Nayana Sharma is the first to admit she’s vulnerable. “When I’m writing it’s just all my emotions at a really extreme level,” she says.
Born in North London to Indian parents, the 20-year-old spent her youth grappling with her British Asian heritage while growing up in a predominantly white and creatively stifling school environment. Immersing herself in the imaginative worlds of hip-hop acts like MF DOOM and A Tribe Called Quest, she began to find her voice, and music became her outlet.
It wasn’t until meeting fellow NiNE8 Collective groupmate Lava La Rue at a Grenfell Tower fundraiser in 2017 that things really clicked. “It just felt like I’d found my people after having no one,” she says. Together the arts-motivated misfits developed an affinity for DIY song-craft, often channelling a woozy, soulful hip-hop sound on their group releases.
New track Breaking Point marks an evolution as Nayana tackles themes of identity, race, spirituality, while reconciling with her former self. “If I fall, if I fly, would you stay by my side, like you said/Guess I’ve got to roll the dice, risk my head, not my heart”, she sings, fighting back the tears. “Going forward, I’m thinking consciously about how I can make a powerful impact as an artist,” she says. “This is the new phase.”
Watch the video for Breaking Point, and get your 100% fill below.
10%: Where were you born, where were you raised and where are you now based?
I was born and raised in North London and I’m now based in London. Everyone thinks I was born in India. I don’t know why.
20%: When did you find your confidence as an artist?
I remember the first couple of times I got bullied at school. I just felt like a loner in the real world and I didn’t have any friends. So I’d go to the park, I just had this imaginary world in my head. From that, I was determined that I was going to make it and get to a place where I could make music, where I was just happy.
30%: What kind of emotions and experiences influence your work?
[The subjects in my lyrics are] often quite depressing. But recently I’ve been making a lot more empowering music. It’s hard work just thinking about your problems all the time and dwelling on them. Before I would literally cry to my own music, but on this next project I’ve shown my powerful side and my loving side.
40%: If you’re cooking food to impress someone, what will you make?
If they eat meat, I would cook my lamb chops. If they’re veggie I would cook halloumi curry. If they’re vegan I’ll cook classic daal. I’m actually writing a cookbook right now.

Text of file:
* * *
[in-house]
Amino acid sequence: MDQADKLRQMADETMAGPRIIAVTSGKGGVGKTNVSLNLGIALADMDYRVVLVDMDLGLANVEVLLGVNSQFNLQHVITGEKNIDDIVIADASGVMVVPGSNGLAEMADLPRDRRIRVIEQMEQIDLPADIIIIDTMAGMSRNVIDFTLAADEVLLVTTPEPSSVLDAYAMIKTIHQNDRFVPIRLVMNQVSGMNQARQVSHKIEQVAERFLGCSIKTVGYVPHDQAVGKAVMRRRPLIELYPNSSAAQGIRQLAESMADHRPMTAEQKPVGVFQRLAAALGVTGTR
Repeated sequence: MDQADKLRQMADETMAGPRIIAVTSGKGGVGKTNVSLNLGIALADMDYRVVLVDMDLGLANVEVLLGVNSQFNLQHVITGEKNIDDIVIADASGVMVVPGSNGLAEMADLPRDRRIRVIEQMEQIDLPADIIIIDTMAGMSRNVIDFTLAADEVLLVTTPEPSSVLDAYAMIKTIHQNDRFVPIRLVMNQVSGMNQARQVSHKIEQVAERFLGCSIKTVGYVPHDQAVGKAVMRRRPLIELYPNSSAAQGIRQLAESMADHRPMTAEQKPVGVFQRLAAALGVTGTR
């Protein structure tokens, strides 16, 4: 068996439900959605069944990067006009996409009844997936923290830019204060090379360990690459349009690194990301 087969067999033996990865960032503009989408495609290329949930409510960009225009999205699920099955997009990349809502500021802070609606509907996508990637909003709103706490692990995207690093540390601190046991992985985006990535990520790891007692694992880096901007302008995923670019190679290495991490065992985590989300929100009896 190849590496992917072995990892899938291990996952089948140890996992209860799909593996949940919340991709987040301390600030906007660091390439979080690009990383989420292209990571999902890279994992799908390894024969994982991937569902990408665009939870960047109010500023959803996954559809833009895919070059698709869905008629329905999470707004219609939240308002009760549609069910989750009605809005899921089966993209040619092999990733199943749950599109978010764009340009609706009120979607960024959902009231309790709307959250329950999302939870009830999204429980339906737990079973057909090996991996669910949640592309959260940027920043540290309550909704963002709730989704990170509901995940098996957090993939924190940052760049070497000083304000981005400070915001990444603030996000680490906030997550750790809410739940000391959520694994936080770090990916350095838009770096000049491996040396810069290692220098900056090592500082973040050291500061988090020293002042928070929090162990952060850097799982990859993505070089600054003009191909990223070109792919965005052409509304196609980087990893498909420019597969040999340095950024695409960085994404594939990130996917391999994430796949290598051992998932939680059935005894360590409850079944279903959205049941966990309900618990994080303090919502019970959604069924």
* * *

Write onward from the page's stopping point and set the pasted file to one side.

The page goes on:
50%: What’s a piece of advice that changed your life?
My dad would always say: “Don’t be overconfident, don’t be cocky and be humble.”
60%: If you could travel back in time to see an iconic music act perform, who would it be, and in what era?
It would be MF DOOM at his first DOOM show in the ’90s. One of my biggest regrets is not reaching out to him while he was alive because some people around me were in contact with him. But I was so nervous. That gave me a kick up the ass and told me to stop being a pussy. If someone is there, just talk to them, because you never know.
70%: What’s a bad habit you wish you could kick?
I did inherit an anger problem from my grandma and my dad, which not a lot of people have seen because I’m quite good at containing it. I think anger is a horrible thing. It kills your nerves, makes you die younger, ruins your heart and your relationships.
80%: What’s the strangest DM you’ve received?
I always get weird Indian men messaging me because my name is Indian. I’ve also had a lot of racist messages. There’s too many fucking racists everywhere.
90%: Who would you most like to see on the cover of The Face?
Raveena Aurora. Or all my NiNE8 homies.
100%: Tell us about your new single, Breaking Point.
The day I wrote the track, my boyfriend and I had a fight. So it was partly about him, partly about my relationship with a family member. It was also about my relationship with London and people at school. I put so much feeling into it, I was crying when I was writing it.